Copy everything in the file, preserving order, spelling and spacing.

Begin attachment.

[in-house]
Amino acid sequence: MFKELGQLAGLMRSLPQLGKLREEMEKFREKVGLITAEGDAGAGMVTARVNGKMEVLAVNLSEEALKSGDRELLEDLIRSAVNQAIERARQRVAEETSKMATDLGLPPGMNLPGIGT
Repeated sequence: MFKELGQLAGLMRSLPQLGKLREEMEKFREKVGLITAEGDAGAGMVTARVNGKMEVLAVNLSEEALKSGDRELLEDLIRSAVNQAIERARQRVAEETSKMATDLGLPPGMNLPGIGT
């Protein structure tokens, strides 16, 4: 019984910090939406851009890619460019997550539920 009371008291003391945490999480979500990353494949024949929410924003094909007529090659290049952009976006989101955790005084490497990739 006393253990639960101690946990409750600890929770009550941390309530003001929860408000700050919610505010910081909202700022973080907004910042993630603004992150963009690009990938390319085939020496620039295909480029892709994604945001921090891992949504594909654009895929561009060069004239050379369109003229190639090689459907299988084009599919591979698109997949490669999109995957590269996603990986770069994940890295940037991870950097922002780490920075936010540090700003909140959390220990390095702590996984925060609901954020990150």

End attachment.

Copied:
[in-house]
Amino acid sequence: MFKELGQLAGLMRSLPQLGKLREEMEKFREKVGLITAEGDAGAGMVTARVNGKMEVLAVNLSEEALKSGDRELLEDLIRSAVNQAIERARQRVAEETSKMATDLGLPPGMNLPGIGT
Repeated sequence: MFKELGQLAGLMRSLPQLGKLREEMEKFREKVGLITAEGDAGAGMVTARVNGKMEVLAVNLSEEALKSGDRELLEDLIRSAVNQAIERARQRVAEETSKMATDLGLPPGMNLPGIGT
């Protein structure tokens, strides 16, 4: 019984910090939406851009890619460019997550539920 009371008291003391945490999480979500990353494949024949929410924003094909007529090659290049952009976006989101955790005084490497990739 006393253990639960101690946990409750600890929770009550941390309530003001929860408000700050919610505010910081909202700022973080907004910042993630603004992150963009690009990938390319085939020496620039295909480029892709994604945001921090891992949504594909654009895929561009060069004239050379369109003229190639090689459907299988084009599919591979698109997949490669999109995957590269996603990986770069994940890295940037991870950097922002780490920075936010540090700003909140959390220990390095702590996984925060609901954020990150």